not before you have need !
3. This will hinder the building of good and faix houses ;
contrary to the advice of Politics [Political Economists],
Anstoer. So we would have it. Our purpose is to build for the
present such houses as, if need be, we may, with little grief, set
afire, and run away by the light [thereof]. Our riches shall not be
in pomp, but in strength. If GrOD send us riches, we will imploy
them to provide more men, ships, munition, dbc. You may see it
amongst the best Politics [Politiocd Economists\ that a Common
Weal is readier to ebb, than to flow, when once fine houses and gay
clothes come up.
4 The Government [there] may prevent excess in building.
Answer. But if it be on all men beforehand resolved on, to build
mean houses ; the €k)vernment's labour is spared.
5. All men are not of one condition.
Answer. If by condition, you mean wealth ; you are mistaken.
If you mean, by condition, qualities ; then I say :
He that is not content his neighbour shall have as good a house,
fare, means, &c., as himself, is not of a good quality.
Secondly. Such retired [selJUh] persons as have an eye only to
themselves, are fitter to come where catching is^ than closing : and
are fitter to live alone ; than in any society, either civil or religious.
6. It will be of little value, scarce worth £5 [a house, &c.].
Answer. True, it may be not worth half £5. If then so small
a thing will content them [the Adventurers] ; why strive we thus
Negotiations with the Adventurers. 313
about it, and give them occasion to suspect us to be worldly and
covetous ? I will not say what I have heiurd, since these Complaints
came first over [from Holland].
7. Our friends with us that adventure, mind not their own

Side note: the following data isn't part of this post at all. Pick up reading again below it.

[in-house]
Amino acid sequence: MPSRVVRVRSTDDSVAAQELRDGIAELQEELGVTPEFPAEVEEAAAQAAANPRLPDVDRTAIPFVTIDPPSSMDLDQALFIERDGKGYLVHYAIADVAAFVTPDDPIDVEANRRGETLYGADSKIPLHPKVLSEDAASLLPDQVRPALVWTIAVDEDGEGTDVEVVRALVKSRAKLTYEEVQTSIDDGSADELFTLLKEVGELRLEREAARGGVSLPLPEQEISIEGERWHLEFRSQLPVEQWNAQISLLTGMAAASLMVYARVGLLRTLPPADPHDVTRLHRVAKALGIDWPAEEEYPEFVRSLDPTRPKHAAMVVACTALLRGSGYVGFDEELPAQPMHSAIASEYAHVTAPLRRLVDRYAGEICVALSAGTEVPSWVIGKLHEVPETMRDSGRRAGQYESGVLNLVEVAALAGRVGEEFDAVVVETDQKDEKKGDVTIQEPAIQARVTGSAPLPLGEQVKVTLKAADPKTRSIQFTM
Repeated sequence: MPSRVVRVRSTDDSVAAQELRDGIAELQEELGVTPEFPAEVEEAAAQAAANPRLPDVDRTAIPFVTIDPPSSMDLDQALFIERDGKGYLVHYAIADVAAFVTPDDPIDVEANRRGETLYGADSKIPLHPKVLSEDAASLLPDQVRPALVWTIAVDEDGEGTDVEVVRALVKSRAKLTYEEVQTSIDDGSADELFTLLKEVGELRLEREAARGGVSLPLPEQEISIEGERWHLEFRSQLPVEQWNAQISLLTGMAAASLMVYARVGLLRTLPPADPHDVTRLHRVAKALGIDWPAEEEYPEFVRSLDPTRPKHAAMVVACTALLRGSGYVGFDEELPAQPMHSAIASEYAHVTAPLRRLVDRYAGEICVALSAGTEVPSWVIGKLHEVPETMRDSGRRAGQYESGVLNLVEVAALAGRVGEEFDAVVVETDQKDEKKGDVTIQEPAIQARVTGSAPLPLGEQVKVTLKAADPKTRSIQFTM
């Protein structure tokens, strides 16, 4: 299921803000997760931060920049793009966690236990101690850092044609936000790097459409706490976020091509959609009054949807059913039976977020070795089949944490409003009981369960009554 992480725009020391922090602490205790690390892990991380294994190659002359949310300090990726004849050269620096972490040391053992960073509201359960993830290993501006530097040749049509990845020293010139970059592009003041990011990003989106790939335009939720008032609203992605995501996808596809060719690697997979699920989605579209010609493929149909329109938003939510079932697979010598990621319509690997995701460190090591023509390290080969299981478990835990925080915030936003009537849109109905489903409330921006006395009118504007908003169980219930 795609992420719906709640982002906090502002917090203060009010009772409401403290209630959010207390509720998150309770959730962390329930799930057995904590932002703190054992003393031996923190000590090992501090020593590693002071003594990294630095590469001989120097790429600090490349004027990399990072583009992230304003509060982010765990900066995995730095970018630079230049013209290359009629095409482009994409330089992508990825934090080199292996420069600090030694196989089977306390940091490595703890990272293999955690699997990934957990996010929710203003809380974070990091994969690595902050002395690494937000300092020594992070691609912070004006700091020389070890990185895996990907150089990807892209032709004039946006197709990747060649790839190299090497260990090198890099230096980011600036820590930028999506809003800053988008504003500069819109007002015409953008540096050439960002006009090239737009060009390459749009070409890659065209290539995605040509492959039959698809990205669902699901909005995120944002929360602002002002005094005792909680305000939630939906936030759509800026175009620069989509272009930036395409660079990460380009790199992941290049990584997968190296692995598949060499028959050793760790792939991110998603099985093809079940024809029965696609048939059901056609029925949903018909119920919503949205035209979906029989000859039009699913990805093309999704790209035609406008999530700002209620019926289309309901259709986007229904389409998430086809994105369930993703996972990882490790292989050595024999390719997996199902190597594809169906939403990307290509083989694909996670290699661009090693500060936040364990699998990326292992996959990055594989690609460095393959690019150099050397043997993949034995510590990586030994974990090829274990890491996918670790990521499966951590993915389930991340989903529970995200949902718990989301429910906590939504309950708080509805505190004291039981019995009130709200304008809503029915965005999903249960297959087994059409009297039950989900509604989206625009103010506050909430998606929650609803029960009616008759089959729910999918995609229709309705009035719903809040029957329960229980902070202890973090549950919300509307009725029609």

profit, as did the old Adventurers.
Answer, Then they are better than we, who for [want of] a .
little matter of profit are ready to draw back. And it is more
apparent, (Brethren^ look to it !) that [ye] make profit your main
end ! Bepent of this, else go not ! lest you be like a Jonas to
Seccmdly. ' Though some of them mind not their profit ; yet
others do mind it : and why not, as well as we ? Ventures are
made by all sorts of men ; and we must labour to give them all
content, if we can.
8. It will break the course of Community, as may be showed by
Anvwer. That is but said : and I say again, It will best foster
Communion [? tha common tnteresty or 1 the community of goods] as
may be showed by many reasons.
9. Qreat profit is like[ly] to be made by trucking, fishing, <&c.
Amwer. As it is better for them, so for us : for half is ours,
besides our living still upon it. And if such profit in that way
come, our labour shall be the less on the land : and our houses and
lands must, and will be, of less value.
10. Our hazard is greater than theirs.
AfisiDcr. True ; but do they put us upon it ? Do they urge
and egg us [on] ? Hath not the motion and resolution been always
in ourselves ? Do they any more than, in seeing us resolute if we
had the means, help us to means upon equal terms and conditions ?
If we will not go, they are content to keep their monies.
Thus, I have pointed at a way to [un]lose those knots : which I
hope you will consider seriously ; and let me have no more stir
Now, further, I hear a noise of slavish conditions by me made :
but, surely, this is all that I have altered ; and [the] reasons [for
it], I have sent you.
If you mean it [in respect] of the two days in a week for
particular \jprivate jmrposes], as some insinuate ; you are deceived.
You may have three days in a week, for me, if you wilL And
when I have spoken to the Adventurers of times of working,
314 Negotiations with the Adventurers.
they have said, They hope we are men of discretion and conscience ;
and so fit to be trusted ourselves with that.
And, indeed, the ground of our proceedings at Leyden was
mistaken ; and so here is nothing but tottering every day, dtc
As for them of Amsterdam \yt, the memhen of the Rev, Hsnbt
AiNswoRT^s Church there\^ I had thought they would as soon have
gone to Borne as with us : for our liberty \i,e, moderate viem dbc]
is to them as ratsbane ; and their rigour [i.e. rigid uHecu] as bad
to us as the Spanish Inquisition. If any practice [performance'] of
mine discourage them ; let them yet draw back 1 I will imdertake
they shall have their money again presently [instantly] paid
here : or if the Company think me to be the Jonas, let them cast
me off before we go. I shall be content to stay [in England] with
good will ; having but the clothes on my back.
Only let us have quietness, and no more of these clamours.
Full little did I expect these things which are now come to
[? 10/20 June 1620.] Robert Cushmaw.
But whether this letter of his ever came to their